Being hailed as “the next Vancouver band that might emerge internationally”, and described as “60s flavoured pop like The Zombies meet The Left Banke with a touch of XTC”, might be a pretty hard task to follow, which they don’t throughout the whole of the album of course, but they sure do come pretty close a couple of times.
The highlights include Noon Star, a beautiful piece of pop quirkiness, and also the only obviously XTC-een one, Dear Miss Bliss, which secures their own psychedelicate entry into the Zombies “odessey”, and there’s Mishapen, offering some West Coast-ish “cosmic rough” harmonizing.
Generally speaking, I can see the late’80s/early’90s British indie pop fans drooling over this, and rightfully so, as evidenced by the shoegazing opener Bastian Cooper, or the pair of Exquisite Day and Midnight, both sharing some more of the Zombie-fied feel, as well as an additional touch of Ken Stringfellow, who you might consider an intruder in the overall Britishness, but then again, you might want to re-think after you hear the classic Frosting-era Posies sound of Comes In Threes.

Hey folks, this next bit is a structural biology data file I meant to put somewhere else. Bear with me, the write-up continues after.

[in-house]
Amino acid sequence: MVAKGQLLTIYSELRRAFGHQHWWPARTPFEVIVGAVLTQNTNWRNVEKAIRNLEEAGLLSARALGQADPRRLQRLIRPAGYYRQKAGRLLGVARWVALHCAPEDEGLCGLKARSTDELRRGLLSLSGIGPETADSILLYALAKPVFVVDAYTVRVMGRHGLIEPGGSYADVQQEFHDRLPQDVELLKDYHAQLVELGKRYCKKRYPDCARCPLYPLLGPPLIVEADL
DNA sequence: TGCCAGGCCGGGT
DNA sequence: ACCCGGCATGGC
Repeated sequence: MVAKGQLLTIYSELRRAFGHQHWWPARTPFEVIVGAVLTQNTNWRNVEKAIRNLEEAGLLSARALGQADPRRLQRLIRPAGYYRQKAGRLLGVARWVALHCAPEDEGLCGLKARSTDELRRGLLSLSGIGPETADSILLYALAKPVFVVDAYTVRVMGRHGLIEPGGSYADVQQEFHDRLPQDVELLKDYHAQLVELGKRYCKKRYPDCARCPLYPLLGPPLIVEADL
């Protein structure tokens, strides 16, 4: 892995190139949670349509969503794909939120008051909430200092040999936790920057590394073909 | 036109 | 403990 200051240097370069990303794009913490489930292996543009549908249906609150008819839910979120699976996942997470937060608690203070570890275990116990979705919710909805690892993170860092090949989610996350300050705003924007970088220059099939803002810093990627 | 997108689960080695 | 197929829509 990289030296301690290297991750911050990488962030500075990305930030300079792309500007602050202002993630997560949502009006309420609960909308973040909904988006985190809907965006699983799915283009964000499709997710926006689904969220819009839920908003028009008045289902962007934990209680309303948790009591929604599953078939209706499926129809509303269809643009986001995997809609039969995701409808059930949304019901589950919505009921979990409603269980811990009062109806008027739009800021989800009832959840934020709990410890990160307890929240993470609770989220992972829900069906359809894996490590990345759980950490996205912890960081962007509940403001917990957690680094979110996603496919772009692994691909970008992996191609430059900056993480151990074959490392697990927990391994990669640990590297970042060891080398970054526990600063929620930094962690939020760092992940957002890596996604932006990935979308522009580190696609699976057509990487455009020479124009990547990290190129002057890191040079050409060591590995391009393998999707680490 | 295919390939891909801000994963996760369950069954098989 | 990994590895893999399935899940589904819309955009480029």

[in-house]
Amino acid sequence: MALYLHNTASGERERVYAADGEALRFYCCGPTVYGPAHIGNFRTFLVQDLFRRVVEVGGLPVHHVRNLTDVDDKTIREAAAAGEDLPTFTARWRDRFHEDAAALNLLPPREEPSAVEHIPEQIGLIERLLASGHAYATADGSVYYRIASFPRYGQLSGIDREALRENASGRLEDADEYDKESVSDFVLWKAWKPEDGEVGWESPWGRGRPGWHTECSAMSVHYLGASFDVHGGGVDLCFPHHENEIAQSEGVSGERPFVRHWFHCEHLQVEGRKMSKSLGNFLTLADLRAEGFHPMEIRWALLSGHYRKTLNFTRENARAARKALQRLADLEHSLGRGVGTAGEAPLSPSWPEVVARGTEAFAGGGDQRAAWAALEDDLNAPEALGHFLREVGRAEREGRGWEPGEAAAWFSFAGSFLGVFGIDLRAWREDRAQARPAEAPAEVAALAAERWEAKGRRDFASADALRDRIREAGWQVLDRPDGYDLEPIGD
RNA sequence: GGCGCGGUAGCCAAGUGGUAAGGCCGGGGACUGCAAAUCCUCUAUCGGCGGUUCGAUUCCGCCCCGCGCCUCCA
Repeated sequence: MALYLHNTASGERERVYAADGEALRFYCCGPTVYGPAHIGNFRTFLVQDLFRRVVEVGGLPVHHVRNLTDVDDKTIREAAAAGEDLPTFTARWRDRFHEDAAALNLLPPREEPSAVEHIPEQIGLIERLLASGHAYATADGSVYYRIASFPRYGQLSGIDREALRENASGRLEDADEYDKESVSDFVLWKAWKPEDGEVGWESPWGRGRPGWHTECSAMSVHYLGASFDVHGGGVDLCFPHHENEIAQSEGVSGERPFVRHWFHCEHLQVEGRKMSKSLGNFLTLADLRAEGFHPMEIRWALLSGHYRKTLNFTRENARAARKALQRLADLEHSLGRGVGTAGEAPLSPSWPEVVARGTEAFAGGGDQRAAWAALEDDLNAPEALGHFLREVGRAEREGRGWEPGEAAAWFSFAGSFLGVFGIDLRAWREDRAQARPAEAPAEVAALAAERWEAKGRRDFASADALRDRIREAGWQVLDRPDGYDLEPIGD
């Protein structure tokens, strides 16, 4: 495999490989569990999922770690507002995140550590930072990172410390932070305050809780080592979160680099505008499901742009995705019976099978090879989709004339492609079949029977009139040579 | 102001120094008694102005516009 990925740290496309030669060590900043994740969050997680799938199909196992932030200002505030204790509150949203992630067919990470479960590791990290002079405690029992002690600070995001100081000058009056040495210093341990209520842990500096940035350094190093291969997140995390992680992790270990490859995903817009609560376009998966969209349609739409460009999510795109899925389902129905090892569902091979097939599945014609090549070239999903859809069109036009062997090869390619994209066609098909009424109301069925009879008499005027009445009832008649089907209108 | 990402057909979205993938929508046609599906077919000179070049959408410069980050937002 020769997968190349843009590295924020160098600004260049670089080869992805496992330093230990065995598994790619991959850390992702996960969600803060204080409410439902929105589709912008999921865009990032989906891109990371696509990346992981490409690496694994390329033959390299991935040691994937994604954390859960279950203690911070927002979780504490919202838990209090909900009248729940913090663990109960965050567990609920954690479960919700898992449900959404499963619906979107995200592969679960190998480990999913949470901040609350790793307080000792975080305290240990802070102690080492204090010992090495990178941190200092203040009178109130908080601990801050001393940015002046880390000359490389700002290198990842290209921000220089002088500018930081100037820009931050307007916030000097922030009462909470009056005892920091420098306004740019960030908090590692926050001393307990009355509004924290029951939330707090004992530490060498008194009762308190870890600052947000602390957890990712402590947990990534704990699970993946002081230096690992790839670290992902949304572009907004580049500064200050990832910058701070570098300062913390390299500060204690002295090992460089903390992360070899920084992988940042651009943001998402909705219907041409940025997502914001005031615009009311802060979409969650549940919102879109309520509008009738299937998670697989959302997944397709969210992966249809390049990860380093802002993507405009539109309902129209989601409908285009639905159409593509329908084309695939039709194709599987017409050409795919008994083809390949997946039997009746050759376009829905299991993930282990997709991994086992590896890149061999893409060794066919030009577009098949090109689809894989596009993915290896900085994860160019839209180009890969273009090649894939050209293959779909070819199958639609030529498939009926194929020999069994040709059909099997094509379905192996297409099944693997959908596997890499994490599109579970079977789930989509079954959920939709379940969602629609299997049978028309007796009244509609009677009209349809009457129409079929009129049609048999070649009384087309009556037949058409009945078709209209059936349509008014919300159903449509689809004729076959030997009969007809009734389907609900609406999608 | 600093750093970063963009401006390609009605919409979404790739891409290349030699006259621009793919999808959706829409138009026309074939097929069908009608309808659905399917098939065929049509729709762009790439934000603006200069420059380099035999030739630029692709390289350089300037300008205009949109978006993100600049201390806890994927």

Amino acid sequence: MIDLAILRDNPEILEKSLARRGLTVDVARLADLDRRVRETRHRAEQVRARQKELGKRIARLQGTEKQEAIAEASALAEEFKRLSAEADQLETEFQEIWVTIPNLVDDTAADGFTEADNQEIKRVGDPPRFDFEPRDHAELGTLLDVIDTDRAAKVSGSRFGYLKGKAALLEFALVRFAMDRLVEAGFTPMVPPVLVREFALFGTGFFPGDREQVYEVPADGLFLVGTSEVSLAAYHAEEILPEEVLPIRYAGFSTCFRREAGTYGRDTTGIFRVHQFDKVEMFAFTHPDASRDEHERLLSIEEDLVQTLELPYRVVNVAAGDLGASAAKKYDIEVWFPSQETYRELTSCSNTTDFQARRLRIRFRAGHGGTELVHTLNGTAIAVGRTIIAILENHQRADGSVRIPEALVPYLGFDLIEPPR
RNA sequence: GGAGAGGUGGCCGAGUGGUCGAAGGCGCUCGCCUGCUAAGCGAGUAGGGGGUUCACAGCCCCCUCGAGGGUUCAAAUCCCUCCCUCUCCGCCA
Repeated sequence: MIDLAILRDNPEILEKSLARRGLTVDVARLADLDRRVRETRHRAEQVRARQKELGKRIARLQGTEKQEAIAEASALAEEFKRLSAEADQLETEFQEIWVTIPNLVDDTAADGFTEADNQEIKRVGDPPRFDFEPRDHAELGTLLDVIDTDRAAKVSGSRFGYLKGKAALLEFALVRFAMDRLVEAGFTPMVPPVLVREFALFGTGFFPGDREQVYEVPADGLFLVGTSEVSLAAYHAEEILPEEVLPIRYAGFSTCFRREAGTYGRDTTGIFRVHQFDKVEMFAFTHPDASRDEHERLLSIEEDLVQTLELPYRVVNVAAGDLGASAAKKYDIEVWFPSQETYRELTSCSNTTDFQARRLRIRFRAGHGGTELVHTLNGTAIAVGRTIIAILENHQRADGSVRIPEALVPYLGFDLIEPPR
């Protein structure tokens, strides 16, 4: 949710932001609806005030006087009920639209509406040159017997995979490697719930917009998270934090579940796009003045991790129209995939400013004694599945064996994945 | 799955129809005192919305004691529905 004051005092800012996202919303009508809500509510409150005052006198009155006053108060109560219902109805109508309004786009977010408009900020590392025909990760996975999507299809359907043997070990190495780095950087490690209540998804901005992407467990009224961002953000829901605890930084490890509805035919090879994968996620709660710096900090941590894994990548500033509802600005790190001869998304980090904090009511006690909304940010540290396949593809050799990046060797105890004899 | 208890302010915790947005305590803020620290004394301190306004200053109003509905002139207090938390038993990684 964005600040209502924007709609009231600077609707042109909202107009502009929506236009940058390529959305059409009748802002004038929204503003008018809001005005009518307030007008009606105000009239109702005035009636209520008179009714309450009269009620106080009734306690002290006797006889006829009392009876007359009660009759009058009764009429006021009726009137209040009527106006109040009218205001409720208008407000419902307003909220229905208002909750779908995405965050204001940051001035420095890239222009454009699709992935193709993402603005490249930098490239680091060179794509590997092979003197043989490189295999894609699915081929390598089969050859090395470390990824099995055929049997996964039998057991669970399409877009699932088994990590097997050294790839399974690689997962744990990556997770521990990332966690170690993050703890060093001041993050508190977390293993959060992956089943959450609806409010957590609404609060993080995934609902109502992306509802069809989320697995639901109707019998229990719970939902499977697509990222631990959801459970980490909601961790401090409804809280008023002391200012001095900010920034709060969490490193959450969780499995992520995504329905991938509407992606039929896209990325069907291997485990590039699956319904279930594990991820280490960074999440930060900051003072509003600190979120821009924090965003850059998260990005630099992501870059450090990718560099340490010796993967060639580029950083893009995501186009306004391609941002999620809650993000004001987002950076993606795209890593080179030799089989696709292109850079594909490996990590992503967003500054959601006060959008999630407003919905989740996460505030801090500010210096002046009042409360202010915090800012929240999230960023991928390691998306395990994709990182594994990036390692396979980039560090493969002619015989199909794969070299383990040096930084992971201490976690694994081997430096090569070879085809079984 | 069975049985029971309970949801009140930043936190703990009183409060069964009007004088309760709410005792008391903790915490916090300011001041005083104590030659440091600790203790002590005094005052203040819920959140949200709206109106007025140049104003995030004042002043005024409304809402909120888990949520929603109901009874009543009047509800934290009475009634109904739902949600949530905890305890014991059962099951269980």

So, not really The Zombies or The Left Banke in disguise, but if you’re a fan of what they call “the thinking men’s pop”, I’m sure your skies can be just as beautiful as theirs, after a couple of listens.
[Released by Bongo Beat 2005]
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